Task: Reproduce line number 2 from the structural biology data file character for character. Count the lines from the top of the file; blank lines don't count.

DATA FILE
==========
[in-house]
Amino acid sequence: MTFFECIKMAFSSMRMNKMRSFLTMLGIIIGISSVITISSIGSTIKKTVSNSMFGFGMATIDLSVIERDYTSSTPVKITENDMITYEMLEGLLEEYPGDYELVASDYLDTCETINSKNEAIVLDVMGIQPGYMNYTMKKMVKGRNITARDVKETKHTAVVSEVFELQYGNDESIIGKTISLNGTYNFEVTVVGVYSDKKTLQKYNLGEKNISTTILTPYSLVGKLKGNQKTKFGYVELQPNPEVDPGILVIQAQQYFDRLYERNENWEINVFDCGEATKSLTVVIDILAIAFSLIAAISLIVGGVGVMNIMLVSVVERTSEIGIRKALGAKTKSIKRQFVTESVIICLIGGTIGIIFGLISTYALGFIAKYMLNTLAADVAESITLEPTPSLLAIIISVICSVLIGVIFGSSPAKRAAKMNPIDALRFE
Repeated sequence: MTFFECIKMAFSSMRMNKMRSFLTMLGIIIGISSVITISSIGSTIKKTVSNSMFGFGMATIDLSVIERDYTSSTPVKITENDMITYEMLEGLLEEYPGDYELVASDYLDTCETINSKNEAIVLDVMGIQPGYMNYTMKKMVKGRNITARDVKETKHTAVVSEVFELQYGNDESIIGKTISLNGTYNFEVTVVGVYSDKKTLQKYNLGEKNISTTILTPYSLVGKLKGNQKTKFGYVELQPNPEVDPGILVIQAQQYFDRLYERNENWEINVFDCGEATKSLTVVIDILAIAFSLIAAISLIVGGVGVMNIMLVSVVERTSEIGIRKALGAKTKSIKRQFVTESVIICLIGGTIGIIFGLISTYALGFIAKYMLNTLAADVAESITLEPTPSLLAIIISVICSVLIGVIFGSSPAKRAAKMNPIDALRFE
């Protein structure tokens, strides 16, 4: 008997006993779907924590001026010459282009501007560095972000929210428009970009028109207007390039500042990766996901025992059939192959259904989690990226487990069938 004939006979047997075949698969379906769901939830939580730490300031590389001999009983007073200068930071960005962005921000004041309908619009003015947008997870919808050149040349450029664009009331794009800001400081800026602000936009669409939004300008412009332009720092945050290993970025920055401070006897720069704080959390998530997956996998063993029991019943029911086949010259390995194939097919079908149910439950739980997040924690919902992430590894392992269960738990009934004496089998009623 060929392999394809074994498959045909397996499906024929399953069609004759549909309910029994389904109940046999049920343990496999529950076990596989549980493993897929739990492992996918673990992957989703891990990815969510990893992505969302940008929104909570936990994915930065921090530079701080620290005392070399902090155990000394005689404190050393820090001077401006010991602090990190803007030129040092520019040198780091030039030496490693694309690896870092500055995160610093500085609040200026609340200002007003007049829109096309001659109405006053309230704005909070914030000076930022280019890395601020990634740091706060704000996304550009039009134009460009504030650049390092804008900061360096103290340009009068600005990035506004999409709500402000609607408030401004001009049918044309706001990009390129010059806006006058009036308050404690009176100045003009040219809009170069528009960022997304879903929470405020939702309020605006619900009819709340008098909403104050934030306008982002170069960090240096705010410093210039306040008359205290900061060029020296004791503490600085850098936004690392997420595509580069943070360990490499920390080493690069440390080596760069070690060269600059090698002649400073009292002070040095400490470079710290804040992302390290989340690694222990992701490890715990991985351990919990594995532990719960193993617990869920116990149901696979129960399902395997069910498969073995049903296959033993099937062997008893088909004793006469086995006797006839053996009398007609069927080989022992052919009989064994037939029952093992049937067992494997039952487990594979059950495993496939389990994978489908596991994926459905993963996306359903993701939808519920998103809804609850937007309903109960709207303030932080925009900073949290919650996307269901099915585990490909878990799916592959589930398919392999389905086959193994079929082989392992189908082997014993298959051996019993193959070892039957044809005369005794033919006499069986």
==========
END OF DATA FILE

Amino acid sequence: MTFFECIKMAFSSMRMNKMRSFLTMLGIIIGISSVITISSIGSTIKKTVSNSMFGFGMATIDLSVIERDYTSSTPVKITENDMITYEMLEGLLEEYPGDYELVASDYLDTCETINSKNEAIVLDVMGIQPGYMNYTMKKMVKGRNITARDVKETKHTAVVSEVFELQYGNDESIIGKTISLNGTYNFEVTVVGVYSDKKTLQKYNLGEKNISTTILTPYSLVGKLKGNQKTKFGYVELQPNPEVDPGILVIQAQQYFDRLYERNENWEINVFDCGEATKSLTVVIDILAIAFSLIAAISLIVGGVGVMNIMLVSVVERTSEIGIRKALGAKTKSIKRQFVTESVIICLIGGTIGIIFGLISTYALGFIAKYMLNTLAADVAESITLEPTPSLLAIIISVICSVLIGVIFGSSPAKRAAKMNPIDALRFE